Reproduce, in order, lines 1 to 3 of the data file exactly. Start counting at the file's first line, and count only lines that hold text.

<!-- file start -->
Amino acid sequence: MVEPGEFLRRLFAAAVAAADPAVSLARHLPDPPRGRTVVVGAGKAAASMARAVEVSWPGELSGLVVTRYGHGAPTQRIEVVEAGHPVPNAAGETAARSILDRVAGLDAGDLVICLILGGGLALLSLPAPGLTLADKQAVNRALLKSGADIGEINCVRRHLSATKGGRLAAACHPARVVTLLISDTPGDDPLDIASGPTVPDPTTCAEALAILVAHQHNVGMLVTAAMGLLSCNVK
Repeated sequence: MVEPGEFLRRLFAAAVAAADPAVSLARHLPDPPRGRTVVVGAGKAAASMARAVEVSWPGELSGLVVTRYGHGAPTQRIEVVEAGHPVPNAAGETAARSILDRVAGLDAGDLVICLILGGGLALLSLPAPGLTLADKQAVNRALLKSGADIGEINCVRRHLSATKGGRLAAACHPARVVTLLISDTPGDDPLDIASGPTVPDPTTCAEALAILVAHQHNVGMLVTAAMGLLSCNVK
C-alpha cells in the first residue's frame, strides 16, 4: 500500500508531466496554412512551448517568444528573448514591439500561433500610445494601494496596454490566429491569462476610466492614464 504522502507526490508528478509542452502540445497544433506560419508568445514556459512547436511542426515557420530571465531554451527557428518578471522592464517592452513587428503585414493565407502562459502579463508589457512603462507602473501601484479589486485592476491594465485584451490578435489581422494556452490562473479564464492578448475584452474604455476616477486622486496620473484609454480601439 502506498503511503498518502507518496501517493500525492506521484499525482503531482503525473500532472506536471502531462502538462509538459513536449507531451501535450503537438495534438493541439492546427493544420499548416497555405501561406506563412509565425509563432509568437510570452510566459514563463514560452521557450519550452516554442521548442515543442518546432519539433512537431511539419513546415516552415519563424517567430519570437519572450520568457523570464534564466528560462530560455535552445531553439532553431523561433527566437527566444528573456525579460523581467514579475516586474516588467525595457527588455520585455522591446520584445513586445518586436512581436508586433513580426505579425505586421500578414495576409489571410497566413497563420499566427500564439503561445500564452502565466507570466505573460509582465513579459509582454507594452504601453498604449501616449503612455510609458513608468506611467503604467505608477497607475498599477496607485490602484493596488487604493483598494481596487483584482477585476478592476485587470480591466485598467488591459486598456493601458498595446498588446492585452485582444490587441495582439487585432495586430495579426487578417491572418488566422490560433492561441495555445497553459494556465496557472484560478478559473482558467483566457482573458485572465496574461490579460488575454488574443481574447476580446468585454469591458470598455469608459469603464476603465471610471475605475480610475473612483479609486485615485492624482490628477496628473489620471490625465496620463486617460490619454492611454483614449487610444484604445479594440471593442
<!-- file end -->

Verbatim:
Amino acid sequence: MVEPGEFLRRLFAAAVAAADPAVSLARHLPDPPRGRTVVVGAGKAAASMARAVEVSWPGELSGLVVTRYGHGAPTQRIEVVEAGHPVPNAAGETAARSILDRVAGLDAGDLVICLILGGGLALLSLPAPGLTLADKQAVNRALLKSGADIGEINCVRRHLSATKGGRLAAACHPARVVTLLISDTPGDDPLDIASGPTVPDPTTCAEALAILVAHQHNVGMLVTAAMGLLSCNVK
Repeated sequence: MVEPGEFLRRLFAAAVAAADPAVSLARHLPDPPRGRTVVVGAGKAAASMARAVEVSWPGELSGLVVTRYGHGAPTQRIEVVEAGHPVPNAAGETAARSILDRVAGLDAGDLVICLILGGGLALLSLPAPGLTLADKQAVNRALLKSGADIGEINCVRRHLSATKGGRLAAACHPARVVTLLISDTPGDDPLDIASGPTVPDPTTCAEALAILVAHQHNVGMLVTAAMGLLSCNVK
C-alpha cells in the first residue's frame, strides 16, 4: 500500500508531466496554412512551448517568444528573448514591439500561433500610445494601494496596454490566429491569462476610466492614464 504522502507526490508528478509542452502540445497544433506560419508568445514556459512547436511542426515557420530571465531554451527557428518578471522592464517592452513587428503585414493565407502562459502579463508589457512603462507602473501601484479589486485592476491594465485584451490578435489581422494556452490562473479564464492578448475584452474604455476616477486622486496620473484609454480601439 502506498503511503498518502507518496501517493500525492506521484499525482503531482503525473500532472506536471502531462502538462509538459513536449507531451501535450503537438495534438493541439492546427493544420499548416497555405501561406506563412509565425509563432509568437510570452510566459514563463514560452521557450519550452516554442521548442515543442518546432519539433512537431511539419513546415516552415519563424517567430519570437519572450520568457523570464534564466528560462530560455535552445531553439532553431523561433527566437527566444528573456525579460523581467514579475516586474516588467525595457527588455520585455522591446520584445513586445518586436512581436508586433513580426505579425505586421500578414495576409489571410497566413497563420499566427500564439503561445500564452502565466507570466505573460509582465513579459509582454507594452504601453498604449501616449503612455510609458513608468506611467503604467505608477497607475498599477496607485490602484493596488487604493483598494481596487483584482477585476478592476485587470480591466485598467488591459486598456493601458498595446498588446492585452485582444490587441495582439487585432495586430495579426487578417491572418488566422490560433492561441495555445497553459494556465496557472484560478478559473482558467483566457482573458485572465496574461490579460488575454488574443481574447476580446468585454469591458470598455469608459469603464476603465471610471475605475480610475473612483479609486485615485492624482490628477496628473489620471490625465496620463486617460490619454492611454483614449487610444484604445479594440471593442